14 May 2020

The development of lab-on-chip devices

Lab-on-chip (LOC) devices can be described as “miniature versions of their macroscale counterparts”. In other words, LOC devices are able to perform multiple biochemical processes which are usually performed in the laboratory.

Already widely used in the pharmaceutical industry, the development of LOC devices as point-of-care diagnostic devices may make this technology increasingly relevant with the recent outbreak of the Severe Acute Respiratory Syndrome coronavirus 2 (the virus responsible for COVID-19).

LOC technology is based on the field of microfluidics. Microfluidics is concerned with the manipulation of nano-litre volume liquids through microchannels and LOC devices are designed to perform chemical analysis of samples in the scale of nano-litres. LOC devices typically include microfluidic elements which perform operations such as reagent storage, fluid transport and product detection. However, rather than being performed by separate devices in a laboratory, these operations are realised by interconnected fluidic microchannel networks and other components, such as reaction chambers and detectors, which are integrated onto a single chip in the LOC device.

The first LOC was developed at Stanford University in 1979 for use in gas chromatography. On 18 September 1984, a patent (US4471647) entitled ‘Gas Chromatography System and Method’ was granted to the Board of Regents of Stanford University, and described “a gas chromatographic assembly formed on a semiconductor wafer by etching techniques”. In the intervening decades, LOC devices have been developed for use in drug development and, increasingly, in diagnostics. Their application in this field is broad; LOCs can be used for the early detection of tumours and nosocomial infections, as well as for the detection of HIV biomarkers in blood serum.

LOC devices have a number of advantages over their macroscopic counterparts. In particular, LOC devices are by definition miniaturised devices, which enhances their portability and allows for in-situ measurements. LOC devices also have low manufacturing costs, as they can be made from readily available materials such as plastic. Accordingly, LOC devices are particularly attractive for use as point-of-care diagnostic devices and, more specifically, for use in emergency circumstances for tackling the outbreak of viral diseases.

During the outbreak of SARS in 2002, the only diagnostic facility in Singapore was located in a single hospital, so that the influx of people to the facility to be tested increased the likelihood of the spread of the virus. LOC diagnostic devices remove the need of providing diagnostic facilities in a central location, which in turn can help to inhibit the spread of viral disease. For this reason, LOC diagnostic devices are already in use. For example, the Singapore-based medical device company Veredus Laboratories has developed the VereCoV detection kit, which is an LOC device capable of detecting the virus responsible for COVID-19.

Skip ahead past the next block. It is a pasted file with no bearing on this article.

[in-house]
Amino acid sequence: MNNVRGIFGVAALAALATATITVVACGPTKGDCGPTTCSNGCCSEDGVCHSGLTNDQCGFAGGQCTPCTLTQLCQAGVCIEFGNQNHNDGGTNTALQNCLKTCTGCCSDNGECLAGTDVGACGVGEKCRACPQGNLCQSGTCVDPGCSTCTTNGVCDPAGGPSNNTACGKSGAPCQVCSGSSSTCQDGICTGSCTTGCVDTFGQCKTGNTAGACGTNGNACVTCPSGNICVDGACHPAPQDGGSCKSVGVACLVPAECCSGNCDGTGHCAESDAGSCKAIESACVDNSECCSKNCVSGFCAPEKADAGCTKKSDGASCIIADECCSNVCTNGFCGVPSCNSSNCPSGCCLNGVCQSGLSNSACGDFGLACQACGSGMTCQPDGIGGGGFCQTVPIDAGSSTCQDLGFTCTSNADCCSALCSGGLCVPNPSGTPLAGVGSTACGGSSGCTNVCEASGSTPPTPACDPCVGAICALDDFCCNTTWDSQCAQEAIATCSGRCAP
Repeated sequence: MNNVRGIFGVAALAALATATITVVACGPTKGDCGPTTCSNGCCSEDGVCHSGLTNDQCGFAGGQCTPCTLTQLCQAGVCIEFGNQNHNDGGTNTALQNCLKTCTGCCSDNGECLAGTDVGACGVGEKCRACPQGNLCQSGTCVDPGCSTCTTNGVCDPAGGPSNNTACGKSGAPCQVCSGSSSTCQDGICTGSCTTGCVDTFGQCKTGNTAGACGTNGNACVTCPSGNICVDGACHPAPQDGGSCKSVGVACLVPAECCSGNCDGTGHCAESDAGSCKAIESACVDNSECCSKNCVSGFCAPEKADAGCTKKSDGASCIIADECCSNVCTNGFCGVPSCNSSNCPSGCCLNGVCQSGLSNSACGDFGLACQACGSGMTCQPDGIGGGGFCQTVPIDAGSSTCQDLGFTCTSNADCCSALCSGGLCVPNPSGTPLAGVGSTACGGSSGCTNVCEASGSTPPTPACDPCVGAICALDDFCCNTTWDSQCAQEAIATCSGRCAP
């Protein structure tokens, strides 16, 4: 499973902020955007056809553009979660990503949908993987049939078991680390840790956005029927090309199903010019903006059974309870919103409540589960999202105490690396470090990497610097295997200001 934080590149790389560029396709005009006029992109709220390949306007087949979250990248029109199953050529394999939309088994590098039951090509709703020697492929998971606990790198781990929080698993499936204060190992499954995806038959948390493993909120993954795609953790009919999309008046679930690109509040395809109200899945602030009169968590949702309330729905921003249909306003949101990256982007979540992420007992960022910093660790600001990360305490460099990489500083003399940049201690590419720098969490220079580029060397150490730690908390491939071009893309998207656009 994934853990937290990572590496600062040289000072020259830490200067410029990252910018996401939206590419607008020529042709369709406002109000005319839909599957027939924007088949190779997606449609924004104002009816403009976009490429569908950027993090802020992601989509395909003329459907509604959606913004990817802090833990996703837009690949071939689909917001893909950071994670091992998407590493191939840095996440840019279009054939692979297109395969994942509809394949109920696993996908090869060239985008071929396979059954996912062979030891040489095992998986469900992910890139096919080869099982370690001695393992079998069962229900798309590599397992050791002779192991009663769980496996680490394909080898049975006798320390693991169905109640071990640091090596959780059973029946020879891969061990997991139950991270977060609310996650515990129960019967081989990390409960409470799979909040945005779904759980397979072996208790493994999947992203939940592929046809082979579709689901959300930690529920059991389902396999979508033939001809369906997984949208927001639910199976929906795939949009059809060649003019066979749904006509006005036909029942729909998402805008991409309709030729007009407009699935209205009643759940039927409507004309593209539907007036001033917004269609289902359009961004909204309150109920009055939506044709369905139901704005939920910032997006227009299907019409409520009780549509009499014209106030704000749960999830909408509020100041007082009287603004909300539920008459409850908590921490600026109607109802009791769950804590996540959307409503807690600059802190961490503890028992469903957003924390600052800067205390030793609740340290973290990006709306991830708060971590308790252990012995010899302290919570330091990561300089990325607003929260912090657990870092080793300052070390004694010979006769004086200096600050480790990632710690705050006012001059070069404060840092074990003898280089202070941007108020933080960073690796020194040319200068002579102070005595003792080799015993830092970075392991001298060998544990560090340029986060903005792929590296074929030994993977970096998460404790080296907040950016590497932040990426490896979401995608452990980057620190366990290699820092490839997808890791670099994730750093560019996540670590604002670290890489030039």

There is great potential for developing LOC diagnostic devices specifically for use in developing countries. Conventional diagnostic equipment is expensive, requires skilled operators and is typically found in single-site medical centres. By contrast, the relative low cost and portability of LOC devices enables their implementation in areas with underdeveloped healthcare infrastructure. Such devices also typically output results which can be easily interpreted by operators with limited training. Proof-of-concept devices have already been developed. For example, B. J. Taylor of School of Public Health, University of Alberta, and others have developed a LOC polymerase chain reaction diagnostic device for the detection of malaria to demonstrate the potential for such devices to be used in developing countries.

The global outbreak of the virus responsible for COVID-19 has caused an increase in demand of LOC diagnostic devices and it will be interesting to see how LOC technology in the field of diagnostics develops further. It is clear that there is potential for LOC diagnostic devices to launch in both developed and developing markets. Thus, it is crucial now more than ever that developers of LOC devices ensure they have strong patent protection for their innovations.